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    I'd need a citation for the "typical Obamacare plan is catastrophic coverage". I recall that one of the big arguments for Obamacare was to get rid of the catastrophic plans that insurance companies were offering as they were bad deals for consumers in the first place.
    – user1530
    Commented Dec 2, 2016 at 13:50
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    "It's lousy coverage" - what is that based on? When I was on it, it was coverage at the same HMO that I had used when employed by a health insurance company (so,"cadillac" plan), fully covered, so the coverage was actually quite excellent. Commented Dec 2, 2016 at 15:01
  • Also, blip has a point - catastrophic coverage is only available to a very specific subset of the population, so it's not the typical plan. If you want to make the argument that deductible and co-pay levels are so high that it may as well be catastrophic coverage, that's a different point, but that's true for the trend in plans, in general, going back many years as employers try to push more and more of the rising health cost expenses onto the employees/insured. Commented Dec 2, 2016 at 15:02
  • @blip I added a citation showing that Obamacare is high deductible. Remember that Obama broke most of his campaign promises with Obamacare: no individual mandate, keep your existing plan, lower premiums. After all, who would like more realistic promises like every cheap plan eliminated and slower premium increases on more expensive plans? The other problem is that in order to control premium costs, they've been increasing the deductibles. So previous low deductible plans are now high deductible, catastrophic coverage plans.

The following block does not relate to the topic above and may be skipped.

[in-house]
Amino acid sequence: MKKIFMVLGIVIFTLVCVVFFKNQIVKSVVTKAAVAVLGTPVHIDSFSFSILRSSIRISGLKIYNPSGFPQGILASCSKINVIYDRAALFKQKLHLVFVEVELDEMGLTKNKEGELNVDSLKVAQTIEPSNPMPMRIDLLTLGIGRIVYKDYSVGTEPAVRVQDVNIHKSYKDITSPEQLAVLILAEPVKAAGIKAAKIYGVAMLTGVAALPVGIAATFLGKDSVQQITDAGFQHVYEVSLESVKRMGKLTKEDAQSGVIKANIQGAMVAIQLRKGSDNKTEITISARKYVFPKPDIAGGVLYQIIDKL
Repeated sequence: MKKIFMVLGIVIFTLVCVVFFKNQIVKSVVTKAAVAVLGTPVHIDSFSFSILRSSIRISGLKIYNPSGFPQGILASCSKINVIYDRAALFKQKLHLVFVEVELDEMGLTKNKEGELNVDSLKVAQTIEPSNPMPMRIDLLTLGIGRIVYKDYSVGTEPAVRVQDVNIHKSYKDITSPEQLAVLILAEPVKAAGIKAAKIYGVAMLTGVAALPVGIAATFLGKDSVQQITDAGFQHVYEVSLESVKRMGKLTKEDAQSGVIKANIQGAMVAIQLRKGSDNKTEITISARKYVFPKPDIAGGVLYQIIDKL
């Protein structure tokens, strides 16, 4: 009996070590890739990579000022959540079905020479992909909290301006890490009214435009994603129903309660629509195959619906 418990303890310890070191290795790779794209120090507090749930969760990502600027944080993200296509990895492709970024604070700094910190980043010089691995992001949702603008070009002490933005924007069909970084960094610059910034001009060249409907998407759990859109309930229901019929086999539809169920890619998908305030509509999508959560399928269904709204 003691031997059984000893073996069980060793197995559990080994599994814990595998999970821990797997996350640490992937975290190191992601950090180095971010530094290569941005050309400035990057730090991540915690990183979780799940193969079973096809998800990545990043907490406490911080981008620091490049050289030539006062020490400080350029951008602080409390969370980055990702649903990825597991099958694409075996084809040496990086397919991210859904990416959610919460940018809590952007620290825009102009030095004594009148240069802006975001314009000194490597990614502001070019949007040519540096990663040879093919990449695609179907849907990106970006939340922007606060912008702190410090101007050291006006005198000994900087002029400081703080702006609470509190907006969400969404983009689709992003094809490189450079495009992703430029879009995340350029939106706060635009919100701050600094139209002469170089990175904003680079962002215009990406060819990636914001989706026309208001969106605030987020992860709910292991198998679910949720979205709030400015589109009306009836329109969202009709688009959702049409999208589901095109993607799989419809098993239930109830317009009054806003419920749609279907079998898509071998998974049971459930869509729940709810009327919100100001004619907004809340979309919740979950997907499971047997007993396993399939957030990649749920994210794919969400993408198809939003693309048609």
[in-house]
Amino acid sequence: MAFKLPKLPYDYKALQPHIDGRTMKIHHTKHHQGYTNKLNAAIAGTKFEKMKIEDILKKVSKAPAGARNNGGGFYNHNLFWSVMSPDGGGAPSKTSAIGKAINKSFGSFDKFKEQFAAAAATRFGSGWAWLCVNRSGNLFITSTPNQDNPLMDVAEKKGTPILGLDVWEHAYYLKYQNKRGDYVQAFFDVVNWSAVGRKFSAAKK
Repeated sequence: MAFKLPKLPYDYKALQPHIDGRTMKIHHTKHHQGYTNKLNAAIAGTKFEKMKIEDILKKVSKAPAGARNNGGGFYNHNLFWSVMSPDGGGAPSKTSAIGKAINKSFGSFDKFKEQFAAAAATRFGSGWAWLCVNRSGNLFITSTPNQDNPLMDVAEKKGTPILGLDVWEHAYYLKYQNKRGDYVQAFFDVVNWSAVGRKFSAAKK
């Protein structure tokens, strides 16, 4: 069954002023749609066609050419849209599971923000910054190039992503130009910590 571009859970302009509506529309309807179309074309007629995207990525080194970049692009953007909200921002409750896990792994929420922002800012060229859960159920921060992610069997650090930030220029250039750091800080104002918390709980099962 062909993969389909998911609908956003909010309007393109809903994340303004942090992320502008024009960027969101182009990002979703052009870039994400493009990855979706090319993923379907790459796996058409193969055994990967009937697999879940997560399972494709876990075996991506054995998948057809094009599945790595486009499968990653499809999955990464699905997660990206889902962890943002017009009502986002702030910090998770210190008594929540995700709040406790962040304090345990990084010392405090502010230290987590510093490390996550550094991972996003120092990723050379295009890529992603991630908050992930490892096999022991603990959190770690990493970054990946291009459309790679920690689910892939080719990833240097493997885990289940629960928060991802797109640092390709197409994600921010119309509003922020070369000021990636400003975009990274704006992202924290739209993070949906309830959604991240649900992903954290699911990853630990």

– Brythan
    Commented Dec 2, 2016 at 19:42
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    @brythan, no he didn't break his promises. His plan got gutted by congress. An important detail, IMHO. As for high deductible, that's not exactly the same as catostrophic coverage. There is one catastrophic plan available, however, but only available to a select group (essentially young and healthy people) but it provides more coverage than the catastrophic plans that used to be offered...which were riddled with coverage loopholes.
    – user1530
    Commented Dec 2, 2016 at 20:07